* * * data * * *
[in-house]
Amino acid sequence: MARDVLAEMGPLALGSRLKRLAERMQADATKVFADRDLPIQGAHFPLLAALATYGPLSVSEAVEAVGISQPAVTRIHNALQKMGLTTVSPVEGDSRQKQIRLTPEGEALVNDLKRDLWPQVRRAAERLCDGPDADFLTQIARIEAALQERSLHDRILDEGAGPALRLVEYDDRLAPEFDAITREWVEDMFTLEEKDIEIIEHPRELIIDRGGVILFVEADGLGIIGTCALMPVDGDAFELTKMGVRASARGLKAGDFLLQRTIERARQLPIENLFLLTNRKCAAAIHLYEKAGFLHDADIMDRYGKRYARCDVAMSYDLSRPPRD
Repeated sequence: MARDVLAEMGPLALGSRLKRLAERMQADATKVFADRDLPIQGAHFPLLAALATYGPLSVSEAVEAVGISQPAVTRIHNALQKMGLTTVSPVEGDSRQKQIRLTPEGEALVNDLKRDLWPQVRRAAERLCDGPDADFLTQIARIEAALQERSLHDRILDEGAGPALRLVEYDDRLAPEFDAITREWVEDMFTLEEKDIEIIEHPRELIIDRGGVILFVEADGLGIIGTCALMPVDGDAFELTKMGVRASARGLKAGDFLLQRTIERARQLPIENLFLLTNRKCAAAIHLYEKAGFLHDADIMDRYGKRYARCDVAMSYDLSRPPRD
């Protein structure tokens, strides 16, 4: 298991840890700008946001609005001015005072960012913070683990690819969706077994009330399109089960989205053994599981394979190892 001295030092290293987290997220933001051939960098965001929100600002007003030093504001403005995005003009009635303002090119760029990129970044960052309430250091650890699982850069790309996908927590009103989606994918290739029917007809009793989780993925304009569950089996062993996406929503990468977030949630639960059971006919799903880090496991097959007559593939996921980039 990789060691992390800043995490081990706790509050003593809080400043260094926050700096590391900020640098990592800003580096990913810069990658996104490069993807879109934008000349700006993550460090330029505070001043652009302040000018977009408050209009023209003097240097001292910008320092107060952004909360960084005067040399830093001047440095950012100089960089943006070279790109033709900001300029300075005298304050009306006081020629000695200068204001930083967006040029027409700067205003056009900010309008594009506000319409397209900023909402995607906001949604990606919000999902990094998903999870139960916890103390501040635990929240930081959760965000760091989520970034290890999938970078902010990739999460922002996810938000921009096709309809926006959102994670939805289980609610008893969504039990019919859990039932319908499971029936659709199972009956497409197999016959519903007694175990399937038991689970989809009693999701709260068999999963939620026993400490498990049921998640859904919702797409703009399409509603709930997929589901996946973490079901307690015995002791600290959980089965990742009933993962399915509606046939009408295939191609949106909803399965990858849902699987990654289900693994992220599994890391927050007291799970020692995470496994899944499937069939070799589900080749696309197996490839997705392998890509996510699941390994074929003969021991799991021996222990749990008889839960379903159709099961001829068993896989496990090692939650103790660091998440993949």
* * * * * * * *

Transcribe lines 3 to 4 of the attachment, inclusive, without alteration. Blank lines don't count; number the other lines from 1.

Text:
Repeated sequence: MARDVLAEMGPLALGSRLKRLAERMQADATKVFADRDLPIQGAHFPLLAALATYGPLSVSEAVEAVGISQPAVTRIHNALQKMGLTTVSPVEGDSRQKQIRLTPEGEALVNDLKRDLWPQVRRAAERLCDGPDADFLTQIARIEAALQERSLHDRILDEGAGPALRLVEYDDRLAPEFDAITREWVEDMFTLEEKDIEIIEHPRELIIDRGGVILFVEADGLGIIGTCALMPVDGDAFELTKMGVRASARGLKAGDFLLQRTIERARQLPIENLFLLTNRKCAAAIHLYEKAGFLHDADIMDRYGKRYARCDVAMSYDLSRPPRD
């Protein structure tokens, strides 16, 4: 298991840890700008946001609005001015005072960012913070683990690819969706077994009330399109089960989205053994599981394979190892 001295030092290293987290997220933001051939960098965001929100600002007003030093504001403005995005003009009635303002090119760029990129970044960052309430250091650890699982850069790309996908927590009103989606994918290739029917007809009793989780993925304009569950089996062993996406929503990468977030949630639960059971006919799903880090496991097959007559593939996921980039 990789060691992390800043995490081990706790509050003593809080400043260094926050700096590391900020640098990592800003580096990913810069990658996104490069993807879109934008000349700006993550460090330029505070001043652009302040000018977009408050209009023209003097240097001292910008320092107060952004909360960084005067040399830093001047440095950012100089960089943006070279790109033709900001300029300075005298304050009306006081020629000695200068204001930083967006040029027409700067205003056009900010309008594009506000319409397209900023909402995607906001949604990606919000999902990094998903999870139960916890103390501040635990929240930081959760965000760091989520970034290890999938970078902010990739999460922002996810938000921009096709309809926006959102994670939805289980609610008893969504039990019919859990039932319908499971029936659709199972009956497409197999016959519903007694175990399937038991689970989809009693999701709260068999999963939620026993400490498990049921998640859904919702797409703009399409509603709930997929589901996946973490079901307690015995002791600290959980089965990742009933993962399915509606046939009408295939191609949106909803399965990858849902699987990654289900693994992220599994890391927050007291799970020692995470496994899944499937069939070799589900080749696309197996490839997705392998890509996510699941390994074929003969021991799991021996222990749990008889839960379903159709099961001829068993896989496990090692939650103790660091998440993949």